Most of you will have undoubtedly came across the ‘Dry January’ campaign promoted by Alcohol Concern and backed by Public Health England. Over two million people are thought to be currently taking part in the campaign. As the name suggests, this requires participants to undertake an entire month without alcohol. On the face of it, the concept seems to be a sound one. However, experts now warn ‘Dry January’ may cause more harm than good over the course of 2016.

Experts at the British Medical Journal warn Dry January may encourage many drinkers to overindulge in alcohol for the remainder of 2016 as a ‘reward’ for not drinking in January.

Experts believe many people will believe they’ve ‘earned’ some sort of moral licence to drink to excess during the year because they did not drink in January. Overall, this increase in alcohol consumption could mean Dry January inflicts more harm than good.

Experts criticise “Dry January” for its “all or nothing” approach i.e. you either totally abstain from alcohol during January or you carry on drinking at the same rate as you already have. Public Health England has also come under fire for promoting the campaign.

Ian Hamilton of York University said: “The popularity of Dry January does not confirm its effectiveness. Unfortunately, this type of campaign has had no rigorous evaluation.”

Experts believe Dry January does not specifically target those who would benefit most from a month long abstinence. It is widely believed the two million people taking part in the campaign are likely to consist of those who drink the least amount of alcohol in society.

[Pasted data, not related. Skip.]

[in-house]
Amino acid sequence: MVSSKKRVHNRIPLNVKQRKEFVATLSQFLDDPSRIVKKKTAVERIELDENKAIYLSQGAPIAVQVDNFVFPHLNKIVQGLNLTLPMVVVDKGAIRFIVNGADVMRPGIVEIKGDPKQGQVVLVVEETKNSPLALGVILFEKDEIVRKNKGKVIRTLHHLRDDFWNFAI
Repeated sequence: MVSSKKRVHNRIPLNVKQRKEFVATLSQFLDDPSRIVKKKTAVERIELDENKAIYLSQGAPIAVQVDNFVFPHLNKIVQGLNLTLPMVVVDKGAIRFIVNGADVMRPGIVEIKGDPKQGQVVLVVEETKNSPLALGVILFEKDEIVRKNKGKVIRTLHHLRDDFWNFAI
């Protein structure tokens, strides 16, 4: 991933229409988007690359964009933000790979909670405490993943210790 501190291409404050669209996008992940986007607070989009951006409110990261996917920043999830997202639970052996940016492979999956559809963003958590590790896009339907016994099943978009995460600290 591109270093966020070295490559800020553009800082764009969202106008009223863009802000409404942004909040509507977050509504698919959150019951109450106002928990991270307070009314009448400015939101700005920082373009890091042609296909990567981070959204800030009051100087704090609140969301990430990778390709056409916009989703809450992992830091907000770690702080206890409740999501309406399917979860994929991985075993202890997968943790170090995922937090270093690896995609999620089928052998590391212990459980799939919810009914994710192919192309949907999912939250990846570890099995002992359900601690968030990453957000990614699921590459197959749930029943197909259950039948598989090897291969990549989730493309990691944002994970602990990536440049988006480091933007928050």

Ian Hamilton said: “Because participants select themselves, it could attract the people at lowest risk from health problems related to alcohol.”

“Because they consume less alcohol, they are also likely to find a month of abstinence relatively easy.”

Dry January is aimed at social drinkers, not heavy or dependent drinkers. Perhaps Alcohol Concern could better target this latter group who would see the most benefit from abstaining from alcohol. Alcohol Concern warns dependent drinkers against the risk of implementing ‘DIY’ alcohol detox. Instead, Alcohol Concern advises dependent drinkers to seek professional alcohol rehab treatment.

Clearly a month long abstinence from alcohol does derive many health benefits. This was proven recently by research conducted by the Royal Free Hospital in London. Here, 102 moderate drinkers abstained from drinking alcohol for a month. After this period of abstinence, a ‘liver stiffness’ test was carried out on participants. The test revealed the liver of participants benefited from a 12.5% reduction in scarring and damage. Other health benefits included weight loss, a reduction in blood pressure, a reduction in cholesterol and improved sleep.

It is unclear how these 102 participants will benefit from this month long abstinence over the long term, and the study was criticised for a lack of follow-up data.

Public Health England claims around 67% of people who took part in 2015’s ‘Dry January” said they had reduced their drinking six months on. Around 8% “stayed dry”, claimed Public Health England.

Click here to listen to the informative podcast published on the BMJ’s website.